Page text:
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Be Right

The Watt brothers argue over the same thing we all argue over in weekend golf matches


Joe Sargent

Since childhood, the Watt brothers (J.J., T.J. and Derek) have been competing with each other in some capacity. That has turned them into arguably the most successful siblings to ever grace an NFL field (non-Manning division), with J.J. and T.J. combining for four total Defensive Player of the Year awards and Derek entering his seventh year as a pro at one of the toughest, most-thankless positions in the sport: full back.

To the surprise of no one, that cutthroat competitiveness carries over from the field into just about everything else they do in life, golf included. All three have taken up the game in the last few years, with J.J. being the most experienced of all. That experience has earned him a spot on the TNT team for Capital One's The Match, which is set to take place on Wednesday at Wynn Golf Club in Las Vegas, Nevada. Tom Brady will team up with Aaron Rodgers against Patrick Mahomes and Josh Allen in a 12-hole match, which will begin at 6:30 p.m. ET on TNT with simulcasts on truTV and HLN in the U.S.

Watt, now 33 and entering his second season as a member of the Arizona Cardinals, will be joined by Ernie Johnson, Charles Barkley, Trevor Immelman and Amanda Renner in calling the action. Luckily, he's coming off one of his best rounds to date, so he plans to sound like he knows what he's talking about.

"I've shot in the 80s twice in my life," said Watt as our guest on this week's episode of Be Right. "So I feel like my golf expertise is really going to come into play here."

One of those rounds in the 80s, an 89, came just last week (his career-low is 87, which came last year). "Very happy with it. Going in the right direction. I'm now more consistently in the 90s, mid-90s, which is great," he added.

The bad news for Watt? A low round means one thing: your friends, and your other two gigantic NFL brothers, are going to want shots in your next match, and they are going to get them by any means necessary.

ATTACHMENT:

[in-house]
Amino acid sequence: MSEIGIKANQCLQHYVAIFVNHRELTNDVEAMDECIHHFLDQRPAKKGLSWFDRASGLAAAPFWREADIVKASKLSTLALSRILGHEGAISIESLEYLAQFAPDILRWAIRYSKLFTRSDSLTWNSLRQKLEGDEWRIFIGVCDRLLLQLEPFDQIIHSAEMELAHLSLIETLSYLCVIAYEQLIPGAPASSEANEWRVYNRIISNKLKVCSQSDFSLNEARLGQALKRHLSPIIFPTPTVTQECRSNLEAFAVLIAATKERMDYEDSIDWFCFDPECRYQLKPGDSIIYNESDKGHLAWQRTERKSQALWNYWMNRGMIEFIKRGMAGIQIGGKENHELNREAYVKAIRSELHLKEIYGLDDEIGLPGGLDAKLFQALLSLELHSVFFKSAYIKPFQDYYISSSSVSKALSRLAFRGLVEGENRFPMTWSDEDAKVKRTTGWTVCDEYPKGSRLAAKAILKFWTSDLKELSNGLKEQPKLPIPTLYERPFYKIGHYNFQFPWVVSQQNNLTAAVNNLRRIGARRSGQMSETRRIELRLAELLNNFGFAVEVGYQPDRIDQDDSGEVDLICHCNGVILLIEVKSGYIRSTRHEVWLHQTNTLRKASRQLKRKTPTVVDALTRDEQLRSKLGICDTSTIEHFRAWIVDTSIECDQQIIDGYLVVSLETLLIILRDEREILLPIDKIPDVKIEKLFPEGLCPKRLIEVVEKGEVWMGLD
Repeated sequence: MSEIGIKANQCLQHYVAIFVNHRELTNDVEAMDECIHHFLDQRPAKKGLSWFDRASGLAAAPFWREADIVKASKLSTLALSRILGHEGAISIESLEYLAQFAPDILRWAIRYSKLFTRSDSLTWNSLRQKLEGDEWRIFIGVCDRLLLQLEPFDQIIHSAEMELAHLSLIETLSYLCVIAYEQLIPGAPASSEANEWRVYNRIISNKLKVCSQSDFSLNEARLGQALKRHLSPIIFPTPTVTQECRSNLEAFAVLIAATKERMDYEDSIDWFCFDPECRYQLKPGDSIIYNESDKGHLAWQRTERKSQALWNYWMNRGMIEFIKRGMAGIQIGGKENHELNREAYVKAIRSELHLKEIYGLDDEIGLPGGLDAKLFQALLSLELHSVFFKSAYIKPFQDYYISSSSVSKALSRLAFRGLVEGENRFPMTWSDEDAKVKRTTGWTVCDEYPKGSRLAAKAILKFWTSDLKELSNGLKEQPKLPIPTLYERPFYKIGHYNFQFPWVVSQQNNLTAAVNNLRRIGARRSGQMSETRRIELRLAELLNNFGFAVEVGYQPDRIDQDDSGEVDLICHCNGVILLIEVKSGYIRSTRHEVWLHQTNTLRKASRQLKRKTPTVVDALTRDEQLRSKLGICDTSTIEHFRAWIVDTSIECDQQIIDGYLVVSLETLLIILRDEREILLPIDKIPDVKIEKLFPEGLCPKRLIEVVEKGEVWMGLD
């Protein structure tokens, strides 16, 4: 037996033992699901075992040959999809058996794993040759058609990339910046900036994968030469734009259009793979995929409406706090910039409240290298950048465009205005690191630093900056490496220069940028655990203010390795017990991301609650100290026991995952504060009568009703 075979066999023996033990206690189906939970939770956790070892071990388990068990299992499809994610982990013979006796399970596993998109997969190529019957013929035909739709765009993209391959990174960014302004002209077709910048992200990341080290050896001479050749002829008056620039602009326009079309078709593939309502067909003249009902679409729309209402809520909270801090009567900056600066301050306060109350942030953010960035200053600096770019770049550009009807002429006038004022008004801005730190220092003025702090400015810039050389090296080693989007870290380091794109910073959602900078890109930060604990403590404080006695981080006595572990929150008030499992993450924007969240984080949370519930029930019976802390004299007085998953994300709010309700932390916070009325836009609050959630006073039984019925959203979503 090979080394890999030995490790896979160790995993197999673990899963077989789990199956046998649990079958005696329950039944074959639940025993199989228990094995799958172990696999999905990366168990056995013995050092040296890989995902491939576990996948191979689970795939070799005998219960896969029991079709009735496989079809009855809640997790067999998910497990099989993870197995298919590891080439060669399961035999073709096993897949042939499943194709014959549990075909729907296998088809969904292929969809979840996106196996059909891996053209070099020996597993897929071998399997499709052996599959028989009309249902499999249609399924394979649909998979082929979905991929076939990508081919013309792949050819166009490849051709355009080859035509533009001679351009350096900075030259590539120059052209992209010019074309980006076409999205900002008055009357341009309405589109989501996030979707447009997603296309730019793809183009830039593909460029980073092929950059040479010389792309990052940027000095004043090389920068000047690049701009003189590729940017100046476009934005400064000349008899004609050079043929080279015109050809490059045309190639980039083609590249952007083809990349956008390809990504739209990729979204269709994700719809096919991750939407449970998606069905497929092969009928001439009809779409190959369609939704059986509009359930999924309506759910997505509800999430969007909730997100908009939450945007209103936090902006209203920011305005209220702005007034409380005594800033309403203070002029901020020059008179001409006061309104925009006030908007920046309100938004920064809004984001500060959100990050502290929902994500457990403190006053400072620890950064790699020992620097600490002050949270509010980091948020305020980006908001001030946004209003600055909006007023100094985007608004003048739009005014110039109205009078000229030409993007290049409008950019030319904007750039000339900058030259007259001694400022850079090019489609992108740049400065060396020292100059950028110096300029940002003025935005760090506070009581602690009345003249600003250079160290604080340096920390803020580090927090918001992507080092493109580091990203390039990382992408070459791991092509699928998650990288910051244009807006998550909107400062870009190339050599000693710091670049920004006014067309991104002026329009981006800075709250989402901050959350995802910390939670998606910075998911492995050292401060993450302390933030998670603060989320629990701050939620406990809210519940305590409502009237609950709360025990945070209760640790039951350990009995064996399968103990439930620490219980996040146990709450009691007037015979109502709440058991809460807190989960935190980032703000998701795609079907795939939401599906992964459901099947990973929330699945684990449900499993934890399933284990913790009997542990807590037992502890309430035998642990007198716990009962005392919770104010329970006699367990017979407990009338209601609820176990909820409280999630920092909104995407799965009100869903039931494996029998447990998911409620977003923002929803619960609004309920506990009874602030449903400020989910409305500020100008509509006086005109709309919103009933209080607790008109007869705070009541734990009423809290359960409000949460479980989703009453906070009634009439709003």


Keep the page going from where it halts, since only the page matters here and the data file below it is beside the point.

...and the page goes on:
"I’d say the biggest thing we argue over by far is who is giving who how many strokes," Watt said. "We have a group chat of my brothers and I and probably six of our best friends from back home, and we have a set of rules that we all play golf by. So even if we’re in different states we know that if you send in a scorecard we know that’s a legitimate score. So you’re always kind of like—like that 89 I shot last week, I’m excited to send in the scorecard because I want them to see I shot an 89, but I’m also pissed because now I know when I go play with them next weekend, they’re going to ask for eight strokes from me, and I don’t feel like giving them eight strokes. So it’s just a haggle session, negotiating tactics, and somebody is inevitably going to be pissed. We’re just like everybody else."

Yep, sounds like literally every other group of friends that has ever played for money before. The first tee often doubles as a courtroom, with opening and closing arguments, followed by a group verdict. 

During our full chat with J.J., we also discussed his post-retirement plans, which QB from The Match he's enjoyed sacking most (hint: all of them, except one), and much more. We also had a fun chat with Immelman, the 2008 Masters winner-turned commentator, and made picks for The Match, this week's Memorial Tournament on the PGA Tour, and the U.S. Women's Open. Please, have a listen to the full episode below: